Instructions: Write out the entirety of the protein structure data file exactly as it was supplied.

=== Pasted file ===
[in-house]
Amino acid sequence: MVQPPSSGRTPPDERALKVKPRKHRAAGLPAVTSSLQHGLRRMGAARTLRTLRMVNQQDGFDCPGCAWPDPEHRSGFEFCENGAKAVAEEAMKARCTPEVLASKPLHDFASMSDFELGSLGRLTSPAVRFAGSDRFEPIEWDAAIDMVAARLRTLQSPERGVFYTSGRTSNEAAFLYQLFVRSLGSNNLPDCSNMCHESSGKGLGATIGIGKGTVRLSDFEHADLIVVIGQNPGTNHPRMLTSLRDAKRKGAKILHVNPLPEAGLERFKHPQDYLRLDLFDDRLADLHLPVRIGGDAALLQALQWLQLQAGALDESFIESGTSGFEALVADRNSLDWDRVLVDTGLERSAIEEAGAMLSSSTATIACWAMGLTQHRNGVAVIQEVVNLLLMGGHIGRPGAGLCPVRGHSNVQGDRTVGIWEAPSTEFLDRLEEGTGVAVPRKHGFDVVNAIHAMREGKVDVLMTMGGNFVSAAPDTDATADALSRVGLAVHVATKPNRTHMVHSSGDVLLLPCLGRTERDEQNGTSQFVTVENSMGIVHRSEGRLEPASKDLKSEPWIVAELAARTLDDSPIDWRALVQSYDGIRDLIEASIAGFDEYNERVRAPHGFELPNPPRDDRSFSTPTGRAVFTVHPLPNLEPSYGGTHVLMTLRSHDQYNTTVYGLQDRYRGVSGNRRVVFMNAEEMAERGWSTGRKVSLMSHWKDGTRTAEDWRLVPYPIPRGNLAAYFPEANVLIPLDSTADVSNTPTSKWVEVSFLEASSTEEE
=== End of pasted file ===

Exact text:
[in-house]
Amino acid sequence: MVQPPSSGRTPPDERALKVKPRKHRAAGLPAVTSSLQHGLRRMGAARTLRTLRMVNQQDGFDCPGCAWPDPEHRSGFEFCENGAKAVAEEAMKARCTPEVLASKPLHDFASMSDFELGSLGRLTSPAVRFAGSDRFEPIEWDAAIDMVAARLRTLQSPERGVFYTSGRTSNEAAFLYQLFVRSLGSNNLPDCSNMCHESSGKGLGATIGIGKGTVRLSDFEHADLIVVIGQNPGTNHPRMLTSLRDAKRKGAKILHVNPLPEAGLERFKHPQDYLRLDLFDDRLADLHLPVRIGGDAALLQALQWLQLQAGALDESFIESGTSGFEALVADRNSLDWDRVLVDTGLERSAIEEAGAMLSSSTATIACWAMGLTQHRNGVAVIQEVVNLLLMGGHIGRPGAGLCPVRGHSNVQGDRTVGIWEAPSTEFLDRLEEGTGVAVPRKHGFDVVNAIHAMREGKVDVLMTMGGNFVSAAPDTDATADALSRVGLAVHVATKPNRTHMVHSSGDVLLLPCLGRTERDEQNGTSQFVTVENSMGIVHRSEGRLEPASKDLKSEPWIVAELAARTLDDSPIDWRALVQSYDGIRDLIEASIAGFDEYNERVRAPHGFELPNPPRDDRSFSTPTGRAVFTVHPLPNLEPSYGGTHVLMTLRSHDQYNTTVYGLQDRYRGVSGNRRVVFMNAEEMAERGWSTGRKVSLMSHWKDGTRTAEDWRLVPYPIPRGNLAAYFPEANVLIPLDSTADVSNTPTSKWVEVSFLEASSTEEE